Demand for renewable energy is accelerating. It's undeniable. Between significant recent policy revisions to renewable goals like those in Oregon, California, New York and others, and businesses making huge commitments like the recent Wind XI proposal by MidAmerican Energy Company to add 2,000 megawatts of wind generation in Iowa—the signs are everywhere and cannot easily be dismissed. And just this week we reached the incredible milestone of more than one million solar installations across the U.S.—#millionsolarstrong. That's enough to power the equivalent of over 5 million homes and is expected to double in the next two years and potentially double again by 2020, with the right public policies in place.
The technologies being deployed are proven and are increasingly becoming cost competitive which is a sign of the industry's maturity. In a competitive industry, like what solar is becoming, companies are occasionally going to make high-risk moves in an attempt to gain an edge. SunEdison's recent Chapter 11 bankruptcy filing is mainly the result of rapid growth and excessive debt driven to unmanageable levels. But despite SunEdison's setback, the forecast for growth in the clean energy sector and solar specifically remain stunningly high—and we have the evidence to prove it.
High Demand and Declining Costs
States are continuing to reap the benefits of switching to clean energy. A recent report from LBNL cites that since 2000, 60 percent of all growth in renewable electricity generation is associated with state renewable portfolio standards (RPS)—a requirement that a minimum percent of electricity come from renewable energy sources. And many states are ambitiously and appropriately increasing their renewables standards, for good reason—in 2013 alone, the LBNL report found that RPSs provided consumer savings of $1.3 to $4.9 billion from electricity and natural gas savings, support for 200,000 RE-related jobs, $5.2 billion in health benefits from reduced air pollution, and $2.2 billion in global climate benefits.
California and Oregon have both set goals of meeting 50 percent of their electricity demand from renewable resources by 2030 and 2040 respectively and Hawaii requiring 100 percent by 2045. Taking into account these and other state targets, total U.S. renewable portfolio standard demand will increase from 215 TWh in 2015 to 431 TWh in 2030 (even before accounting for the latest commitments by New York) driving demand growth in renewable energy resources as well as the good jobs, cleaner air, lower energy costs, and the vital hedge we need against climate change's worst effects.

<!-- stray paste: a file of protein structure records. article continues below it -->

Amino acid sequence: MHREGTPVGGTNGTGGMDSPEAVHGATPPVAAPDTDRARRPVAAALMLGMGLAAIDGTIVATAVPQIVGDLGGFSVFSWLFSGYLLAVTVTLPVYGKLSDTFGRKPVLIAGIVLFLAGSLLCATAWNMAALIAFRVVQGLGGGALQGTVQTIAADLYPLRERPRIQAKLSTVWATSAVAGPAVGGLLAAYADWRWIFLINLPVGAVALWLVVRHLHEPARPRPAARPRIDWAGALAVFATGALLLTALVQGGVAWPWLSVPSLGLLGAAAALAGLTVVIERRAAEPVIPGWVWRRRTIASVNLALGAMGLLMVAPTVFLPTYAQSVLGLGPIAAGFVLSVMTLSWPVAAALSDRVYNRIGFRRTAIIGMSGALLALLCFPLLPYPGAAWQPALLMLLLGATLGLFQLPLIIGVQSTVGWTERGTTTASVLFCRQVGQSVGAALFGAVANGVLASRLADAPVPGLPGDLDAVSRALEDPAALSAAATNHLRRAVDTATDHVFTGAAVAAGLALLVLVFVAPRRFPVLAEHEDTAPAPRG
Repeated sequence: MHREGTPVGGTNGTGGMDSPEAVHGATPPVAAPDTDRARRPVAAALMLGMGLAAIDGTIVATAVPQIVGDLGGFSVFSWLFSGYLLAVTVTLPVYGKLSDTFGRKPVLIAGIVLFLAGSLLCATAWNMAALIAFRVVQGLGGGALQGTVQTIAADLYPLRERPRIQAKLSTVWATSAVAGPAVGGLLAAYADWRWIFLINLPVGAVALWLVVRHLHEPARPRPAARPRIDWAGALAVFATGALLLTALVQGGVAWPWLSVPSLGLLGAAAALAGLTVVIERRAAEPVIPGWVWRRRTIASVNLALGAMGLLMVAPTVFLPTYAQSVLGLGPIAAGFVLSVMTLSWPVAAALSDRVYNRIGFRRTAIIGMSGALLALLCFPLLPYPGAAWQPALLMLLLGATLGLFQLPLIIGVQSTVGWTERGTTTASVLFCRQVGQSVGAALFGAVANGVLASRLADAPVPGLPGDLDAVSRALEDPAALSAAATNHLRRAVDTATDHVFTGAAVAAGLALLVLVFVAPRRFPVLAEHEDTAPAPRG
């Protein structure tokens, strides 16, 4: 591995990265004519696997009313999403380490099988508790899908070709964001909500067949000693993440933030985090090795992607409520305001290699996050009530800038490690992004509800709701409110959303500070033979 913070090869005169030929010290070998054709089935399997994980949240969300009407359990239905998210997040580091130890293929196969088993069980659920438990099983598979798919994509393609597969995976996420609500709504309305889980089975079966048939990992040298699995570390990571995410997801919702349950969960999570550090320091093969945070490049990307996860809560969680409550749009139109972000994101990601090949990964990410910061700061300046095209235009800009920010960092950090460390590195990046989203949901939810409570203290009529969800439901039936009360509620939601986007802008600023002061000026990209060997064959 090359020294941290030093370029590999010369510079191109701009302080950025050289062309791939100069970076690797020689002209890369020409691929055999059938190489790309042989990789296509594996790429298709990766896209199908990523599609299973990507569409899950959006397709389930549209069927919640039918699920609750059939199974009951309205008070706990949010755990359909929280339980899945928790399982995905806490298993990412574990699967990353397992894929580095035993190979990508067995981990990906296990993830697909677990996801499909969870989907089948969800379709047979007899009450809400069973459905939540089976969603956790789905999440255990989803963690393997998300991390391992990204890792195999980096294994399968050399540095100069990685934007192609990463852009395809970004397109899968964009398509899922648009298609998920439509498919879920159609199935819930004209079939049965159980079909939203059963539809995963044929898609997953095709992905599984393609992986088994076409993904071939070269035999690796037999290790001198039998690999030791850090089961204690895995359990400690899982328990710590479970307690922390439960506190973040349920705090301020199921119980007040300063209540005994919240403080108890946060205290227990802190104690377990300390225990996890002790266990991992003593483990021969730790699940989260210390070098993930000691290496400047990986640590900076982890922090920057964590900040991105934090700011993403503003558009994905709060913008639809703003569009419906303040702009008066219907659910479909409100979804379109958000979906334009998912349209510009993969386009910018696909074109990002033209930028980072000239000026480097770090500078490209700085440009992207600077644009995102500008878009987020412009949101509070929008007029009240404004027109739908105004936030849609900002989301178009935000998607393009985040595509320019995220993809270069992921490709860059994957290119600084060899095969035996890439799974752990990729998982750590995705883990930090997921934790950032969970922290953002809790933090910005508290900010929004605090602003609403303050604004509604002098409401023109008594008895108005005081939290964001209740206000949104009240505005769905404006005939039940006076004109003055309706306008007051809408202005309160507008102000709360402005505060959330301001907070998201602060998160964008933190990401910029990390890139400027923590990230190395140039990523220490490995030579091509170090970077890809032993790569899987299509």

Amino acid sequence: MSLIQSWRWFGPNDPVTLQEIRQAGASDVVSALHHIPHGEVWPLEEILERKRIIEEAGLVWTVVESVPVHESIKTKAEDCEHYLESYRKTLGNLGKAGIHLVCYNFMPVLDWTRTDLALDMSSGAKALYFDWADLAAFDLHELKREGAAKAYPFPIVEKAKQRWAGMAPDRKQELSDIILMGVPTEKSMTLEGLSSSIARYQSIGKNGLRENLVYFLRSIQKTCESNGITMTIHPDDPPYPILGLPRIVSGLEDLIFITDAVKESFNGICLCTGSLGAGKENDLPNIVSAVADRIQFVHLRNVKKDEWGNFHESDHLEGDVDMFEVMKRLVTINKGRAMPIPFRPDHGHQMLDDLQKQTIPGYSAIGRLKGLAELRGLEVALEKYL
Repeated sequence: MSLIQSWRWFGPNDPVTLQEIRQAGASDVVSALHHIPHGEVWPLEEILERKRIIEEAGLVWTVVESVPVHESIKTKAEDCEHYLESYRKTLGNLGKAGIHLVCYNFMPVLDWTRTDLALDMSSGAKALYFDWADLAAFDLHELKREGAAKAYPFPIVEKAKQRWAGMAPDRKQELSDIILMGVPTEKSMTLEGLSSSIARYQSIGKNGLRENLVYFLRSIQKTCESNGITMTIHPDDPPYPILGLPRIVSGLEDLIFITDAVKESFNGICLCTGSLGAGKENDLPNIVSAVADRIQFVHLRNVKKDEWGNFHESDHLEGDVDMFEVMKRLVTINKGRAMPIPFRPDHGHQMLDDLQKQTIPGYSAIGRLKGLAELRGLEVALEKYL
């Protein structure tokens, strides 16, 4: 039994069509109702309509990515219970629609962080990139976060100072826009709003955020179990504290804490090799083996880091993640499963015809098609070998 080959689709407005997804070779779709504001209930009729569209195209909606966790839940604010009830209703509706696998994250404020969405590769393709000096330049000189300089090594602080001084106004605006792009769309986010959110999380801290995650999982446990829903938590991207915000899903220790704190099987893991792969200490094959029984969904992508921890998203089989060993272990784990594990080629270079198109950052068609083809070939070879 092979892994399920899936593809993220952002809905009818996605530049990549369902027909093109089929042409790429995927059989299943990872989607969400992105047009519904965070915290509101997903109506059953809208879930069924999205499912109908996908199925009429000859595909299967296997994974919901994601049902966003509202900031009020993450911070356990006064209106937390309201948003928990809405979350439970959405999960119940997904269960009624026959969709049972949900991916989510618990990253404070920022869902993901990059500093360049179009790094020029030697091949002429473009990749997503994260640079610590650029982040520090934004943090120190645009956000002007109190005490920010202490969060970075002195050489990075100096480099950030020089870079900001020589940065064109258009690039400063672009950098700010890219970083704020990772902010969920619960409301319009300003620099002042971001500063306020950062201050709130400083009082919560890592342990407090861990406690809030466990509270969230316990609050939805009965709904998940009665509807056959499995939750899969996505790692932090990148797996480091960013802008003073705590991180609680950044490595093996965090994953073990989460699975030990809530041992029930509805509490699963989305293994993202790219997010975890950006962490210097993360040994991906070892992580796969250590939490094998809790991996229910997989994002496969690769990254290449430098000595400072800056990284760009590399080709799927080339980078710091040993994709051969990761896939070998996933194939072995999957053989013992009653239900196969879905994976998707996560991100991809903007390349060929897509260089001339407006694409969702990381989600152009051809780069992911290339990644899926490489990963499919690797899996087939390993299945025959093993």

As well, the federal tax credits for wind and solar power development that Congress wisely renewed and reinstated as part of last year's omnibus spending bill will on their own help deploy as many as 53 gigawatts of wind and solar power by 2020—enough to power the equivalent of 14 million homes. Couple this with demand from state renewable portfolio standards and the rapidly declining costs and consensus among a range of industry experts is that the next five years will be ones of unprecedented growth in clean energy. Bloomberg New Energy Finance, for example, projects that wind and solar capacity will grow by 59 percent and 233 percent from today's levels, respectively, by the end of 2021. Recent reports from the National Renewable Energy Laboratory and the Rhodium Group expect similar levels.
So what's next for this rapidly growing industry? Investors and executives need to take advantage and fully tap into this huge market opportunity. This means finding successful market strategies and continuing to strengthen investor confidence. While some companies will make bets that don't pay off, as happened with SunEdison, there is still plenty of value in the project pipeline. Global clean energy revenue last year topped $1.35 trillion.
As investor confidence grows and new strategies are deployed, federal, state, and local policies need to continue to help drive these investments. This is important to achieving our clean energy objectives and cutting harmful carbon pollution. And this has the added benefit of creating jobs, saving businesses and consumers' money and ensuring America remains a global leader in clean energy technologies in the 21st century.